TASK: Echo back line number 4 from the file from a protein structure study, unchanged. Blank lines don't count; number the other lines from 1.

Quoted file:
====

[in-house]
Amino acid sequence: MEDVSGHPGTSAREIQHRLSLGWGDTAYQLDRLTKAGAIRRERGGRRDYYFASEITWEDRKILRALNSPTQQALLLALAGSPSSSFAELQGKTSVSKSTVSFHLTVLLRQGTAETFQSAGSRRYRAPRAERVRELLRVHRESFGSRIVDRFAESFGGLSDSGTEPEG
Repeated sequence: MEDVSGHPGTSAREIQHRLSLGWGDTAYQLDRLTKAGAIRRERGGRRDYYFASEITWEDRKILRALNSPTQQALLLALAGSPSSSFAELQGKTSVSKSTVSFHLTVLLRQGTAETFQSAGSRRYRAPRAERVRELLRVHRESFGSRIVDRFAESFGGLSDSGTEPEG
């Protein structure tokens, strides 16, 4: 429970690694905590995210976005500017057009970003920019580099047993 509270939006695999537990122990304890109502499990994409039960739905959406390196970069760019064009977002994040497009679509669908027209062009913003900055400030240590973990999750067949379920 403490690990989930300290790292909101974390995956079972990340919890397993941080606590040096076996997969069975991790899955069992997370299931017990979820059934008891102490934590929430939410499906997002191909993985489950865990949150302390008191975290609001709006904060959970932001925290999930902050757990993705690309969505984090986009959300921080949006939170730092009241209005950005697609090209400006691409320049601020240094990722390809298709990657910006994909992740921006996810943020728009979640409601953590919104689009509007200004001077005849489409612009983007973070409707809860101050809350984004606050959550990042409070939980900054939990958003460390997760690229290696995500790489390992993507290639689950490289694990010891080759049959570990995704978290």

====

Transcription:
């Protein structure tokens, strides 16, 4: 429970690694905590995210976005500017057009970003920019580099047993 509270939006695999537990122990304890109502499990994409039960739905959406390196970069760019064009977002994040497009679509669908027209062009913003900055400030240590973990999750067949379920 403490690990989930300290790292909101974390995956079972990340919890397993941080606590040096076996997969069975991790899955069992997370299931017990979820059934008891102490934590929430939410499906997002191909993985489950865990949150302390008191975290609001709006904060959970932001925290999930902050757990993705690309969505984090986009959300921080949006939170730092009241209005950005697609090209400006691409320049601020240094990722390809298709990657910006994909992740921006996810943020728009979640409601953590919104689009509007200004001077005849489409612009983007973070409707809860101050809350984004606050959550990042409070939980900054939990958003460390997760690229290696995500790489390992993507290639689950490289694990010891080759049959570990995704978290």